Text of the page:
Baz Luhrmann’s The Get Down follows the birth of Hip Hop in the Bronx during the late 1970s.. “With Baz, emotion is king, and bigger and bolder is always better,” said supervising sound designer Ruy Garcia of Technicolor PostWorks New York. “Regarding the sonic treatments, we established a set of rules to follow according to environments, worlds and characters. Shaolin Fantastic and The Get Down Brothers world is full of fantasy and vintage Kung-Fu film effects. Most of these sounds were taken from an old vinyl DJ sample record or recreated. The world of Cadillac and Fat Annie is surrounded by grit and train squeals, archival sounds and vehicle recordings from the '70s.
“Music is the driving force in the characters' lives and the larger history of music and politics of the time,” he added, noting that characters are “united and divided by oppositional music worlds,” disco and yet to be named Hip Hop. “The themes and characters needed an associated sonic palate that was both authentic and adaptable, which meant a huge amount of period needle drops as well as re-interpretations of the sounds of the late '70s.”
Garcia added that the sound team additionally learned some hip-hop techniques from Grandmaster Flash, “who was very involved in the show’s development and production.”
“The challenge was creating an environment that supports the story without giving away anything for future episodes,” lead re-recording mixer Keith Rogers (of South Lake Audio Services at Roundabout Entertainment) said of the work on the series, which follows a Western-themed amusement park and its AI-driven humanoid robots. “We create environments that would feel real and be consistent—anything from the western streets with horses and buggys, to the lab where they are creating the hosts. So we had a traditional Western story and a furturistic, minimalist, high tech one. [Co-showrunner] Jonathan Nolan had a clear idea that the hosts are as close to being human as possible. They appear as human, not different, when they are in the park. Then we reveal different sounds or qualities in the lab. A lot the music was scored in a way to support the transitions. We also did that with sound design.”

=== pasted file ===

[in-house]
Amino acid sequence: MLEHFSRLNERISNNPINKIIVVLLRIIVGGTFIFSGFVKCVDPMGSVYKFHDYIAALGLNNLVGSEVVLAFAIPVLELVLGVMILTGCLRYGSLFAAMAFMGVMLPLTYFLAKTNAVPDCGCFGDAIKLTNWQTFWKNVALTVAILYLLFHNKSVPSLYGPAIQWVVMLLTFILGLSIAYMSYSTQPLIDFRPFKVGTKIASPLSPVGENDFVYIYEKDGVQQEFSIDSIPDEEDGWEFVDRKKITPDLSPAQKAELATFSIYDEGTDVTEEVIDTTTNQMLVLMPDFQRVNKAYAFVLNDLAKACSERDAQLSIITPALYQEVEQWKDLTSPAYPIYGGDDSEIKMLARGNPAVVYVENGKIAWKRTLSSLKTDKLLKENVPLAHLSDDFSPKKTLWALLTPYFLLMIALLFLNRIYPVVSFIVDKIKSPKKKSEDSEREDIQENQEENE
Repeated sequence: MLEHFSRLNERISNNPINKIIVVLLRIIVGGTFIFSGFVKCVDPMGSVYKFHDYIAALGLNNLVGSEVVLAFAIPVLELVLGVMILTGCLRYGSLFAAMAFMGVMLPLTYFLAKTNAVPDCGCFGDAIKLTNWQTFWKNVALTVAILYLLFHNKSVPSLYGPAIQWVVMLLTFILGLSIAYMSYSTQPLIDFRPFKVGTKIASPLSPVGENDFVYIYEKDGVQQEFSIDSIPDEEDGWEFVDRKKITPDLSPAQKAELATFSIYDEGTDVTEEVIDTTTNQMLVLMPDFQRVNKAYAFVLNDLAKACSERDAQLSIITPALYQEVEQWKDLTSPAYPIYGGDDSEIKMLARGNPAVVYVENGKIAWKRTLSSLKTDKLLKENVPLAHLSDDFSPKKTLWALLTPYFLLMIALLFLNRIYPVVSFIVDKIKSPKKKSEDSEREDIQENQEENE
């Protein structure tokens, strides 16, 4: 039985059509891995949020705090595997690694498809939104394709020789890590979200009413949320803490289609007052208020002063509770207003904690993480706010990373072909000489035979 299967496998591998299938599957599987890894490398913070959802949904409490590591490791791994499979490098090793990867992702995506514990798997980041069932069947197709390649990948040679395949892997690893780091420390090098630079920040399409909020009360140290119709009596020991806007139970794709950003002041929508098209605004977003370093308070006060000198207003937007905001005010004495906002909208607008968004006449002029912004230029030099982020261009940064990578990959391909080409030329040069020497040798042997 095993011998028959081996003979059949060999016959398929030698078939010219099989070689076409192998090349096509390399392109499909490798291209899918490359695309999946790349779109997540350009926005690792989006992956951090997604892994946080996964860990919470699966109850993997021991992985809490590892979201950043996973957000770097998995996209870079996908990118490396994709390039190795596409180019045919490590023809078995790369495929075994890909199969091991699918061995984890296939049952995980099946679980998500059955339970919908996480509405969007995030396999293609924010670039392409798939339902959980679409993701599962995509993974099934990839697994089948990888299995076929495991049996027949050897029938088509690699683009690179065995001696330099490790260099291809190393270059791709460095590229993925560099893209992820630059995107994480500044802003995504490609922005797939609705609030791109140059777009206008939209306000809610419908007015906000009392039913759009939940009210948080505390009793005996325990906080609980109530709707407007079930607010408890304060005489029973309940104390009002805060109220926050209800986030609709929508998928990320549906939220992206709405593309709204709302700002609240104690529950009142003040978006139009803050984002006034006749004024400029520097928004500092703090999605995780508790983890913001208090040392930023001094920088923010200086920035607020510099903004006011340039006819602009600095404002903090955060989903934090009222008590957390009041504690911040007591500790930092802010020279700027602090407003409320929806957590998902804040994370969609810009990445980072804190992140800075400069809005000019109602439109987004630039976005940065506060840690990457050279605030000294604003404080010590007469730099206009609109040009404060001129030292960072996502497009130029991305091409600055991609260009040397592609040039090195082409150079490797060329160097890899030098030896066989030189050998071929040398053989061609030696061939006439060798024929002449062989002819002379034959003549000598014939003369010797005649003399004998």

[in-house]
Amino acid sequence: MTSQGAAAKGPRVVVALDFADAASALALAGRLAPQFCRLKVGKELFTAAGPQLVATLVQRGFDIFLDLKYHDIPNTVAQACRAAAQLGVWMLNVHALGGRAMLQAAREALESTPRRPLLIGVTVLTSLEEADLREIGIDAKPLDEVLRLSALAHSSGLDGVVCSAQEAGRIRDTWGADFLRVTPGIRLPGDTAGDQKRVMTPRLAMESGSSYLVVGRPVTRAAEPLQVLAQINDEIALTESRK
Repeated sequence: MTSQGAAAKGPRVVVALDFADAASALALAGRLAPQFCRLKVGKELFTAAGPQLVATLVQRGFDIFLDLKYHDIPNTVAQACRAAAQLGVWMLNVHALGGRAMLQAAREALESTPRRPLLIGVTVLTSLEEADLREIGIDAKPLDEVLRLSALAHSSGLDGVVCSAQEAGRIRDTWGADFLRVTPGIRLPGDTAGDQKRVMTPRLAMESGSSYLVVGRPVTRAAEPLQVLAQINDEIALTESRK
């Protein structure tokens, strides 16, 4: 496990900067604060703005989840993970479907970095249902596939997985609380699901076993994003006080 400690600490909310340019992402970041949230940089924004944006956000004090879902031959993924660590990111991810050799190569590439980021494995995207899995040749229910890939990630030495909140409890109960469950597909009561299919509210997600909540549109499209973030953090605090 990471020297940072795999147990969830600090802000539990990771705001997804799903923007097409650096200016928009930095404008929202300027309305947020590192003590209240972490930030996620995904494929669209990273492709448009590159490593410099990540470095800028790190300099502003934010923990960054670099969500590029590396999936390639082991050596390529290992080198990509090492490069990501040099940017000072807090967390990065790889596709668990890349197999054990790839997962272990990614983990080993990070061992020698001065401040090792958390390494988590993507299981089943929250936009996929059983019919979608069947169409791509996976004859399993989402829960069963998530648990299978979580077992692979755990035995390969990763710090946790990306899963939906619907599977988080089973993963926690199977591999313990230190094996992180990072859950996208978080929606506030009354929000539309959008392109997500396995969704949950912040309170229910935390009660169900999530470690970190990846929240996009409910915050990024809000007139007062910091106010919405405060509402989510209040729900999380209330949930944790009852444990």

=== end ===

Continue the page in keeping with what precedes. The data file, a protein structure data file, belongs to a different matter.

An accelerated schedule was the biggest challenge for this period drama about the Underground Railroad in Antebellum, Georgia, reported Sony supervising sound editor Larry Goeb.
“Sound designer/effects editor Harry Snodgrass began researching sounds for Underground months before the first show turned over. Each episode had at least one new location; some had three. Harry made sure that the sounds were period accurate, that each location had a different texture, and that they the client had options,” Goeb related, adding that “Dialogue editors Ryne Gierke and Ben Whitver had to eliminate or minimize post-Industrial Age sounds in dialogue tracks, and provided alternate dialogue takes to minimize the need for ADR.
“From the beginning, we were up against airdates, which meant delivering one show per week,” he said. “It was not uncommon for us to be cutting ADR, conforming sound to updated picture and adding new music cues on the last day of the dub."
The approach to the sound on American Gods--adapted from Neil Gaiman’s novel—was to juxtapose a contemporary drama against its fantasy elements. “Every episode had its own challenges, as the series is essentially a road-show, so we never stayed in one environment very long. There were also a lot of scenes where reality would transition into a character’s headspace, and visa-versa,” said re-recording mixer Joe DeAngelis, who did the mix at Technicolor at Paramount.
Added sound designer David Werntz: “The sound is not necessarily grounded in reality. For instance, there is a scene on top of a building in downtown Chicago that sounds like a mystical forest.”
As the battle between the old Gods and the new Gods escalates, “the old Gods had a bigger, low-end, natural sort of presence, whereas some of the newer Gods have more of a process feel,” according to supervising sound editor/sound designer Brad North.